Oil still in the midst of the bull run but that could change next year
Oil edged higher as the effect of rapidly tightening supplies outweighed a weakening risk appetite in broader markets.
Oil settled near US$91 a barrel, reversing earlier losses that were spurred by investors wrestling with the possibility of a prolonged period of higher interest rates. Traders continue to see signs of supply scarcity as the premium for near-term U.S. oil barrels is hovering at the most expensive in over a year, indicating a market deficit.
“Crude looks well supported, with today’s initial declines being short-lived as the market rebounded around the highs from earlier this month,” said Craig Erlam, senior market analyst at Oanda. “We may still see more of a correction, but there’s no clear sign of sentiment turning bearish after such a strong rally over the summer.”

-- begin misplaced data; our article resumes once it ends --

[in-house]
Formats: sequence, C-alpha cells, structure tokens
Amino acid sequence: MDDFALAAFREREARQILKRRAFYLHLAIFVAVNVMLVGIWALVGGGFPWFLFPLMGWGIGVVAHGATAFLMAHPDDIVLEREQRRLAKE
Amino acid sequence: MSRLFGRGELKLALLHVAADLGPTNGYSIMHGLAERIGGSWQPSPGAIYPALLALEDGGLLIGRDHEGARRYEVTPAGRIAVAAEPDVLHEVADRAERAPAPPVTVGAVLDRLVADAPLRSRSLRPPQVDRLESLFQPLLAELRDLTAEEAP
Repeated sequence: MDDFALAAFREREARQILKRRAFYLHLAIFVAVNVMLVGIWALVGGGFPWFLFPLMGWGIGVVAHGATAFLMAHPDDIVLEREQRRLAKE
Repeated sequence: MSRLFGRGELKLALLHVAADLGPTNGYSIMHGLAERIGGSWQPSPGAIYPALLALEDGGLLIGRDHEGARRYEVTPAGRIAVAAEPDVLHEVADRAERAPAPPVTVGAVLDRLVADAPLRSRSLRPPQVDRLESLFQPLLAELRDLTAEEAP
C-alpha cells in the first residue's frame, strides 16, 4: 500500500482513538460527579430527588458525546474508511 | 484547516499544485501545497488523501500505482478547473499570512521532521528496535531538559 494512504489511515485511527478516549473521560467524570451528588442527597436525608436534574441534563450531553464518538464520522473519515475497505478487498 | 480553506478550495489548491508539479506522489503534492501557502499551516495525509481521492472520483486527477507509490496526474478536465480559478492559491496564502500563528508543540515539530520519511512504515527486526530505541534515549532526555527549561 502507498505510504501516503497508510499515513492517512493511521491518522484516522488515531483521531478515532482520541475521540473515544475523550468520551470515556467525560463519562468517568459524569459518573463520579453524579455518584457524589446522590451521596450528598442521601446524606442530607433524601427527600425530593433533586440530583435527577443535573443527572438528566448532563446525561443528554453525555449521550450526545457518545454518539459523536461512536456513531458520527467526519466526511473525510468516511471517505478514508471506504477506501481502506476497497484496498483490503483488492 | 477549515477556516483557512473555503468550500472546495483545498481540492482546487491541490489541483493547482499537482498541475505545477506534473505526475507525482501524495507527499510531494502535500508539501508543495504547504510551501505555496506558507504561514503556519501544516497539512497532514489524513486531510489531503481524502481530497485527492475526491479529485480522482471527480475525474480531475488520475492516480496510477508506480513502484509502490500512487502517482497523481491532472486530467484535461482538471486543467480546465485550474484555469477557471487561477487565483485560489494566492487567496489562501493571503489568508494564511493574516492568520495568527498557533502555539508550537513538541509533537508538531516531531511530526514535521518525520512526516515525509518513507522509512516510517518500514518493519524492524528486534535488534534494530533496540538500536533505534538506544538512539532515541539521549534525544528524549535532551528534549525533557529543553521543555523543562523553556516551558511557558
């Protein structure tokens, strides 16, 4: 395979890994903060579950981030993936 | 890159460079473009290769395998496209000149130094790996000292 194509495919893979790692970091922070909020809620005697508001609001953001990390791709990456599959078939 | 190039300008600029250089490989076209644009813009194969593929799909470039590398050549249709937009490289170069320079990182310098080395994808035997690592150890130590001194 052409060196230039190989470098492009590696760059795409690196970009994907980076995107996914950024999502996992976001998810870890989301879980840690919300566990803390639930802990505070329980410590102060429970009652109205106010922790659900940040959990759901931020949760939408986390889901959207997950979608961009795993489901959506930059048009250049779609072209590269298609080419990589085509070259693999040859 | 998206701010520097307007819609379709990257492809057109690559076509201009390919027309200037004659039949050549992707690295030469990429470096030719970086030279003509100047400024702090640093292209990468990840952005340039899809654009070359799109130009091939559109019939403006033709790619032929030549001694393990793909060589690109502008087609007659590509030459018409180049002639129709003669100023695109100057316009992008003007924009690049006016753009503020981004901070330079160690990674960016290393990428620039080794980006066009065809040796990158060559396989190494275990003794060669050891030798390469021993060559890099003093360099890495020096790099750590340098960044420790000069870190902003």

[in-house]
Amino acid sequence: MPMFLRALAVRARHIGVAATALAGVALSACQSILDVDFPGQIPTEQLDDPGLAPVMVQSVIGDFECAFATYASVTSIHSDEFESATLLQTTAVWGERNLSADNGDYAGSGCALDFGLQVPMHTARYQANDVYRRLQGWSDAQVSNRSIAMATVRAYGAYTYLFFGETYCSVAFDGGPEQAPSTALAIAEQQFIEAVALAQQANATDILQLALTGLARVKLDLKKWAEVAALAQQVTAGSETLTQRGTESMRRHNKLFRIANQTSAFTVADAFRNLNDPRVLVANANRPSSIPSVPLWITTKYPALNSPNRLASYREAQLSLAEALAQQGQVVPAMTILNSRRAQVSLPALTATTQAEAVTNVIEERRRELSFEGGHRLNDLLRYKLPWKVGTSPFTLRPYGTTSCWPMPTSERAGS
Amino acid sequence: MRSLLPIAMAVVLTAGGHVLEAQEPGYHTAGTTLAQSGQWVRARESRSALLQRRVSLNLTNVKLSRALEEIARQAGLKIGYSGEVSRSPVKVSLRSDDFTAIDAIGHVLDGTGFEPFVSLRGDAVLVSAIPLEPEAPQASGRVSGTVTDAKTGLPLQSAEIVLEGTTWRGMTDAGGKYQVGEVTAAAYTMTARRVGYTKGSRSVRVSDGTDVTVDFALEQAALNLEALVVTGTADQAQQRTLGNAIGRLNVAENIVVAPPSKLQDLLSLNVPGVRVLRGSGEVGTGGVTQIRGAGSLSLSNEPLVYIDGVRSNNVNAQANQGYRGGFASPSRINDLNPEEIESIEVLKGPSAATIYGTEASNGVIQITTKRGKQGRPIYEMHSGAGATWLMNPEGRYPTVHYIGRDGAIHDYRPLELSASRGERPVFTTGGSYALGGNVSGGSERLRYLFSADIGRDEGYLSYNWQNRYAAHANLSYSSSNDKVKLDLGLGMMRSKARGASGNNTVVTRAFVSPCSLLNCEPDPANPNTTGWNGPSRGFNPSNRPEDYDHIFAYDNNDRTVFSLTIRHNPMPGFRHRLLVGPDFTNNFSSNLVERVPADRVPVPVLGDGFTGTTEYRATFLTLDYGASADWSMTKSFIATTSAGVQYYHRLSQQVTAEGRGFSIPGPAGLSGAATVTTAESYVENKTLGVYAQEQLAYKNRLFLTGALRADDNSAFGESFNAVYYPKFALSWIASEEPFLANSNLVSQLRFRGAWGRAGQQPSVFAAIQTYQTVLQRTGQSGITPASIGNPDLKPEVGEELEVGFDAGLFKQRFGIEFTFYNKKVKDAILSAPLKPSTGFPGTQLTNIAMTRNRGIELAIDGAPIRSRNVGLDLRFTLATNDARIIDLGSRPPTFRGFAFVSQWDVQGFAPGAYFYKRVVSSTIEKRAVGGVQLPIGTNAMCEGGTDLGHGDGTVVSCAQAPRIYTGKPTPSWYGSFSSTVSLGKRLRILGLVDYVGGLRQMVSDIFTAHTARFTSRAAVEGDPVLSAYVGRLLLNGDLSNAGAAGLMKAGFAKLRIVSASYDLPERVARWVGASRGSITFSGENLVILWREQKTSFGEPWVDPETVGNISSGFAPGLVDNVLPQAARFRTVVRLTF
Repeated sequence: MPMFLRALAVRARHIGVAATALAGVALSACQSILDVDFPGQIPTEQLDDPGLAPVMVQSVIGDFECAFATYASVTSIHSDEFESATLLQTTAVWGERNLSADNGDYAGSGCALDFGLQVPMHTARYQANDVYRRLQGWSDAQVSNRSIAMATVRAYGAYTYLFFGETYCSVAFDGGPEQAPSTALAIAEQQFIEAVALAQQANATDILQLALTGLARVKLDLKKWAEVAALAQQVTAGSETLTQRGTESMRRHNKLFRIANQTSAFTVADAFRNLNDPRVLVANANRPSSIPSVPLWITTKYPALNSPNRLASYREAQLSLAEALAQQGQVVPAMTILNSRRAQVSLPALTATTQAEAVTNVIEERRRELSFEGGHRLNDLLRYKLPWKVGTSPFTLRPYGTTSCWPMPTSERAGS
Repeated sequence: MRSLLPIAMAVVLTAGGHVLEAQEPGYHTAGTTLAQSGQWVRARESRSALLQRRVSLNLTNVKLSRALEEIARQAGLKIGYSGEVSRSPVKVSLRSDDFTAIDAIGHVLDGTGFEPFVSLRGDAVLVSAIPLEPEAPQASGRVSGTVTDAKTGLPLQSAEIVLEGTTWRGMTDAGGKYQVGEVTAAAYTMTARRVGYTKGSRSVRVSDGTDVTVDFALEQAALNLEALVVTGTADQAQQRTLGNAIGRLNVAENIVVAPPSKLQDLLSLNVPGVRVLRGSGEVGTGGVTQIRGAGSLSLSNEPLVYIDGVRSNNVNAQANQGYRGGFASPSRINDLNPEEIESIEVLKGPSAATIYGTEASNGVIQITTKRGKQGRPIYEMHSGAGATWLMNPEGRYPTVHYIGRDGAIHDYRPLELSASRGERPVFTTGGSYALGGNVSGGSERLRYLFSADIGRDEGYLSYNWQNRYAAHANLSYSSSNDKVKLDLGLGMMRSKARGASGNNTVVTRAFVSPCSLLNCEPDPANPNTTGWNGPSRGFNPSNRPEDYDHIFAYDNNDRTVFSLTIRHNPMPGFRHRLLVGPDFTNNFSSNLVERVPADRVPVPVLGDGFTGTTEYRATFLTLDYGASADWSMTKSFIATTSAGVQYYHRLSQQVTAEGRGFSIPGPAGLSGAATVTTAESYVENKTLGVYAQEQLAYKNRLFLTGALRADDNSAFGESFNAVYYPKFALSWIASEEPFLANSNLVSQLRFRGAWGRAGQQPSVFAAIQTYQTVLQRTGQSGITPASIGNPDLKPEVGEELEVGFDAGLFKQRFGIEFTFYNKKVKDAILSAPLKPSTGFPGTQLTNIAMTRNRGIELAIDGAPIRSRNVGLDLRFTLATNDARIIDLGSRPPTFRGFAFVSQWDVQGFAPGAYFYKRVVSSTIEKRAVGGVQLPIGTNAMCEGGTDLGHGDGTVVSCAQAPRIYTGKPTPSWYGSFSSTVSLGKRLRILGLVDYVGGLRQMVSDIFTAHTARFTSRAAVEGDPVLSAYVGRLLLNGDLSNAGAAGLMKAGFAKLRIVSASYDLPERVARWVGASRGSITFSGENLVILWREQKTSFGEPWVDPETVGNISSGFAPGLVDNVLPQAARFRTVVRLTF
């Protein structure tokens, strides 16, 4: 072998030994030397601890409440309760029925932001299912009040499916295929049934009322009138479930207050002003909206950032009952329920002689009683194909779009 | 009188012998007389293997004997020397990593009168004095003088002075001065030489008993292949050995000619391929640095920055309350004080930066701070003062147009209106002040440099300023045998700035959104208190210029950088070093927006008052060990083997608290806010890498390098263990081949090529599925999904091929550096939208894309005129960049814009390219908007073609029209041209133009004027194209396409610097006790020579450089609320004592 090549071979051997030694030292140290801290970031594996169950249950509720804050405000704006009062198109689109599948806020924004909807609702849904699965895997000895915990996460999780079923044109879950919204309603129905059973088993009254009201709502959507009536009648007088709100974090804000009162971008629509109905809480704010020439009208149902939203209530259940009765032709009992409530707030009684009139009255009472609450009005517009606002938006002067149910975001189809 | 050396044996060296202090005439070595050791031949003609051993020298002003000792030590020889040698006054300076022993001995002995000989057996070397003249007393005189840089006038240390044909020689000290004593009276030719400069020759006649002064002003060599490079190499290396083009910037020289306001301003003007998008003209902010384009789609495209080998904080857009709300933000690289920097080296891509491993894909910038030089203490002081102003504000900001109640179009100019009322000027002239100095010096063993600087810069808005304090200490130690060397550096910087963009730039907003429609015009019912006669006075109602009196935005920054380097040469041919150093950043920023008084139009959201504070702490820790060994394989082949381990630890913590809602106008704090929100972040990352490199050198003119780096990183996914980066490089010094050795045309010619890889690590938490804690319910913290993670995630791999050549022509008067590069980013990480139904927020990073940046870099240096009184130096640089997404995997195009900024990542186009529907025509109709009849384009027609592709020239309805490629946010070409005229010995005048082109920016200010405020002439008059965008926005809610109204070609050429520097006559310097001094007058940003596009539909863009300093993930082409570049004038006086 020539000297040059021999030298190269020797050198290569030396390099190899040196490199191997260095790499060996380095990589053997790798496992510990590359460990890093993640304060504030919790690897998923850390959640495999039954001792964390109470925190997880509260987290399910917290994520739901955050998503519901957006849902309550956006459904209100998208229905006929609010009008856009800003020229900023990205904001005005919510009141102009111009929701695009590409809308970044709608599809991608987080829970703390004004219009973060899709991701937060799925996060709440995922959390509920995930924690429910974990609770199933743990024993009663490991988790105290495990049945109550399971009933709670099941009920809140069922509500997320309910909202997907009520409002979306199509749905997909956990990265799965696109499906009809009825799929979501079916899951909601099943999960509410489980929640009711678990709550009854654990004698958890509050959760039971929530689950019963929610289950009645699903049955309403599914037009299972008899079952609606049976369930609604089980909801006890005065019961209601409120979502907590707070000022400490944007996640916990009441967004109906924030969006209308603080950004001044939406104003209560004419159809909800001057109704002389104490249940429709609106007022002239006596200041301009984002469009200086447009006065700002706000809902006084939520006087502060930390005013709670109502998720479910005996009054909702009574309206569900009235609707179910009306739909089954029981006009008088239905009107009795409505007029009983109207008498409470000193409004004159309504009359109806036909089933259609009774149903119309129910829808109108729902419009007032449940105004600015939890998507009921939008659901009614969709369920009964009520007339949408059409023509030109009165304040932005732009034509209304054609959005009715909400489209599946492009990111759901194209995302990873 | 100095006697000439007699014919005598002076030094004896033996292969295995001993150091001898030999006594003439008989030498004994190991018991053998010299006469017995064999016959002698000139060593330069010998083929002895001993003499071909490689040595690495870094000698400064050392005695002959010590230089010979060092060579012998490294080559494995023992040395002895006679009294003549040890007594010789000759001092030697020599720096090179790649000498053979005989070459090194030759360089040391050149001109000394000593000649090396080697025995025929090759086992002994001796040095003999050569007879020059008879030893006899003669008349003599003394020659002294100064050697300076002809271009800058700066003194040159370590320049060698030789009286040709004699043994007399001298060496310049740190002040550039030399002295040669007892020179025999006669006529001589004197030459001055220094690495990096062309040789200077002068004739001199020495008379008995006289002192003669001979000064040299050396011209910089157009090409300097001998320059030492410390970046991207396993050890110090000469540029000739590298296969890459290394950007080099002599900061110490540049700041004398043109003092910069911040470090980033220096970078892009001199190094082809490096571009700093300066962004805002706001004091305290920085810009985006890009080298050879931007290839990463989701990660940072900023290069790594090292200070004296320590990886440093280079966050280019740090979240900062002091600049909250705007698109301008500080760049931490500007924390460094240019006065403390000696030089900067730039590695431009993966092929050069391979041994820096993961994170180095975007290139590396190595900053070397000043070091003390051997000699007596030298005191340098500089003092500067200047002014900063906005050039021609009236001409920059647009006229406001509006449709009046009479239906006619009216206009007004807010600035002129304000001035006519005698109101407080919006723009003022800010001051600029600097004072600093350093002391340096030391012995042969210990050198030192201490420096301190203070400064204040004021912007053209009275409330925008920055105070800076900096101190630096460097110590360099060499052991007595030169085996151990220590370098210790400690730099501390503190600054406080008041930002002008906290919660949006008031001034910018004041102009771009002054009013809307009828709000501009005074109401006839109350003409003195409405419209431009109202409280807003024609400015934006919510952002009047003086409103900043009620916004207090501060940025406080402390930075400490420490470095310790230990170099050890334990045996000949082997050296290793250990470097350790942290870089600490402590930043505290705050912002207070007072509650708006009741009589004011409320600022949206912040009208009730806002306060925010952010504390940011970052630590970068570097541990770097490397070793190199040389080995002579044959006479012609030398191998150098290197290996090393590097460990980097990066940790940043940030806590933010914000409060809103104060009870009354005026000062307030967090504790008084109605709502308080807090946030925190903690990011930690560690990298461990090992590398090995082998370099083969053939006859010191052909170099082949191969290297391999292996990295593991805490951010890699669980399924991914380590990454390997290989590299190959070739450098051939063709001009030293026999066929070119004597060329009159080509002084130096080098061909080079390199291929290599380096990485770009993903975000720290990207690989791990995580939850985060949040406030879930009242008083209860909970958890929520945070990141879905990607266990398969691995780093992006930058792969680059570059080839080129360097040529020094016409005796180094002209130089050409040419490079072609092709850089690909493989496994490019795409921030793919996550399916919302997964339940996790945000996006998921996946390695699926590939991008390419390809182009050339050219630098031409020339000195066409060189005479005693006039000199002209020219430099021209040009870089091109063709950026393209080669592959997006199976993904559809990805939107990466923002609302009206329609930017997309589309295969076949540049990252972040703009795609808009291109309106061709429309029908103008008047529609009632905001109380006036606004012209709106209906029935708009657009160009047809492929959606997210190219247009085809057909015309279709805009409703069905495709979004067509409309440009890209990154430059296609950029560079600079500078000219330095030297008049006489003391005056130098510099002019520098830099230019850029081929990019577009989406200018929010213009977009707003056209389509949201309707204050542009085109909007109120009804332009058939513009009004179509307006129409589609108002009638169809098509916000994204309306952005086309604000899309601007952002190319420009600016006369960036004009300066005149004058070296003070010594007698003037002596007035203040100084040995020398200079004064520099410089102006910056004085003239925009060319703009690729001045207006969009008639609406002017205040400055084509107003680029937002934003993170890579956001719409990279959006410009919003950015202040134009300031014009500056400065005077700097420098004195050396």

Oil has surged more than 25 per cent since the end of June, heading for its biggest quarterly gain since early 2022, on the back of supply curbs from OPEC+ leaders Saudi Arabia and Russia. The rally has rekindled talk of $100-a-barrel crude, but the gains lost momentum over the past week amid concerns about the macroeconomic backdrop.
- WTI for November delivery rose 71 cents to settle at $90.39 a barrel in New York.
- Brent for November settlement advanced 67 cents to settle at $93.96 a barrel.